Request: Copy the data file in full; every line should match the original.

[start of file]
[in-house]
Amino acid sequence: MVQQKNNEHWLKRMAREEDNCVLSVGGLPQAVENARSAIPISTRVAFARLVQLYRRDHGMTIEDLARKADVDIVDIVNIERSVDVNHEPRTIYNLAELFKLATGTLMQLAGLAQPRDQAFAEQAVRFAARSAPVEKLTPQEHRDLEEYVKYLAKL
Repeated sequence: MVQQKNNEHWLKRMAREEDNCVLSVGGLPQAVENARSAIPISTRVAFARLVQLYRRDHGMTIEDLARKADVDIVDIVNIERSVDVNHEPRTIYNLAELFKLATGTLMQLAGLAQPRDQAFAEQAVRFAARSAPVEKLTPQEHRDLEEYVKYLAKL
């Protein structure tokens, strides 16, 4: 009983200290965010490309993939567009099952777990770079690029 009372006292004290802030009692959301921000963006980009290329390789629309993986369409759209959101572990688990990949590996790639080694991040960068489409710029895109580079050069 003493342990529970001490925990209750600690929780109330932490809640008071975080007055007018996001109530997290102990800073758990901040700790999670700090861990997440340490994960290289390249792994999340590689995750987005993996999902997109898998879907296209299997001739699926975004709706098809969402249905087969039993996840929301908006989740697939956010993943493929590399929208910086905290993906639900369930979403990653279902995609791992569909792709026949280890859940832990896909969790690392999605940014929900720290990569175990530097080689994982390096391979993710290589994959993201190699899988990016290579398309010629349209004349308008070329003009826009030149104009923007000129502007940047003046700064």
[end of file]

[in-house]
Amino acid sequence: MVQQKNNEHWLKRMAREEDNCVLSVGGLPQAVENARSAIPISTRVAFARLVQLYRRDHGMTIEDLARKADVDIVDIVNIERSVDVNHEPRTIYNLAELFKLATGTLMQLAGLAQPRDQAFAEQAVRFAARSAPVEKLTPQEHRDLEEYVKYLAKL
Repeated sequence: MVQQKNNEHWLKRMAREEDNCVLSVGGLPQAVENARSAIPISTRVAFARLVQLYRRDHGMTIEDLARKADVDIVDIVNIERSVDVNHEPRTIYNLAELFKLATGTLMQLAGLAQPRDQAFAEQAVRFAARSAPVEKLTPQEHRDLEEYVKYLAKL
């Protein structure tokens, strides 16, 4: 009983200290965010490309993939567009099952777990770079690029 009372006292004290802030009692959301921000963006980009290329390789629309993986369409759209959101572990688990990949590996790639080694991040960068489409710029895109580079050069 003493342990529970001490925990209750600690929780109330932490809640008071975080007055007018996001109530997290102990800073758990901040700790999670700090861990997440340490994960290289390249792994999340590689995750987005993996999902997109898998879907296209299997001739699926975004709706098809969402249905087969039993996840929301908006989740697939956010993943493929590399929208910086905290993906639900369930979403990653279902995609791992569909792709026949280890859940832990896909969790690392999605940014929900720290990569175990530097080689994982390096391979993710290589994959993201190699899988990016290579398309010629349209004349308008070329003009826009030149104009923007000129502007940047003046700064």